The Independent spoke with people in the Jewish community to gauge attitudes as the federal election approaches. What we found was a diversity of views and a lack of consensus.
An informal focus group of residents at the Weinberg Residence raised issues of out-of-pocket expenses for medical treatments and a lack of available doctors.
“You lose your doctor, you can’t get another one,” said one senior voter.
There was not great enthusiasm for any of the party leaders. One participant said she had lost respect for Liberal leader Justin Trudeau long before the recent brownface and blackface issue emerged.
“I was disappointed in him way back when he went to India and there was this whole thing of dressing up in Indian costumes. I felt it wasn’t very statesmanlike.”
“I feel that he’s had his chance and I don’t want to vote for him because he showed us what he can do. I don’t think he’s got what it takes,” said another voter.
“I expected nothing from Trudeau and I got it,” said another.
But there was no groundswell of support for Conservative leader Andrew Scheer.
“I’m disappointed,” said one. “I haven’t heard anything that’s promising.”
Some voters said NDP leader Jagmeet Singh comes across as sincere, but one said he has a lot of repair work to do with the Jewish community after his party’s positions against Israel in the past.
Elizabeth May, the Green leader, was viewed positively, but not seen as prime minister material.
“She’s very good at her subject, but I can’t envisage her really understanding what’s going on in the economy, in foreign affairs,” one resident said.
Among more than a dozen participants, the vast majority had a positive view of their incumbent MP, Jody Wilson-Raybould.
“I think she deserves better than she’s had,” said one person, while a Conservative supporter said she wishes Wilson-Raybould was running for her party, because she’d like to vote for her.
A show of hands indicated well more than half are undecided about who to vote for.
“Everybody’s confused,” said one, to laughter all around.
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Alice Sundberg, director of operations and housing development for Tikva Housing Society, would like to see the federal government get back into funding nonprofit housing.
“We think that there is a really significant role for the federal government in making rental housing more affordable,” she said. Rather than subsidies to renters, which go into the pockets of landlords and don’t create new housing, she would like to see either capital grants to reduce mortgages for nonprofit or co-op housing, thus reducing the rental costs, or ongoing operating subsidies to organizations like hers that develop new housing.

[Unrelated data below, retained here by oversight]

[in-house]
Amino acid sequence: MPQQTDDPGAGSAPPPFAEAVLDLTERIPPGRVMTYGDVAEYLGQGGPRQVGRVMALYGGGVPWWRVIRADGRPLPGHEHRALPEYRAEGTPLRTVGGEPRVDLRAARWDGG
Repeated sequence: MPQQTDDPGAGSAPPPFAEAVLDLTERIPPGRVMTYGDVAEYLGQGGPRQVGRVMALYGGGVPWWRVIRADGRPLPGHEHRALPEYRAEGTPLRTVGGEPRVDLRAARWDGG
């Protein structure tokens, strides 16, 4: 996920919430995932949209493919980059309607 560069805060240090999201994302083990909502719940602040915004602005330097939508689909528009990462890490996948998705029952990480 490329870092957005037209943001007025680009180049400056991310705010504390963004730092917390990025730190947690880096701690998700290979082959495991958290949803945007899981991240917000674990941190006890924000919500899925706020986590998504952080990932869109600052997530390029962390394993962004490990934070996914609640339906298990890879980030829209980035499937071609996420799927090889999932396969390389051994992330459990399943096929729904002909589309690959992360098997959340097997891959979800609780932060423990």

“We don’t have enough supply,” said Sundberg. “Back in the ’90s, when the federal government withdrew from funding new affordable housing, it was really the beginning of our homelessness crisis.”
Housing is also a topic for Eldad Goldfarb, executive director of the Jewish Community Centre of Greater Vancouver. The centre’s redevelopment will include at least 300 units of affordable rental housing. His team has spoken to many federal officials, including MPs, but, so far, he said, “No commitments, no confirmations, lots of good feedback and great understanding of the project, support for it, but nothing has translated into actual commitments, funding, promises, nothing of that sort.”
Support for the housing component might include financing from the Canada Mortgage and Housing Corporation, rather than grants, though he hopes for federal cash for the new JCC building. He credited the federal government for stepping up with funding for security infrastructure for communities at risk, but added there is always need for more.
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The rise of hate-motivated rhetoric and violence leads some community leaders to call for more federal action and leadership.
“With the rise of antisemitism, racism and far-right extremism, particularly in the online space, the Vancouver Holocaust Education Centre would welcome a comprehensive strategy to tackle hate in all its forms,” said Nina Krieger, executive director of the VHEC.
Russ Klein, principal of King David High School, would like to hear party leaders and candidates address how they are demonstrating moral and ethical leadership that creates trust and inspires Canadians, especially young people.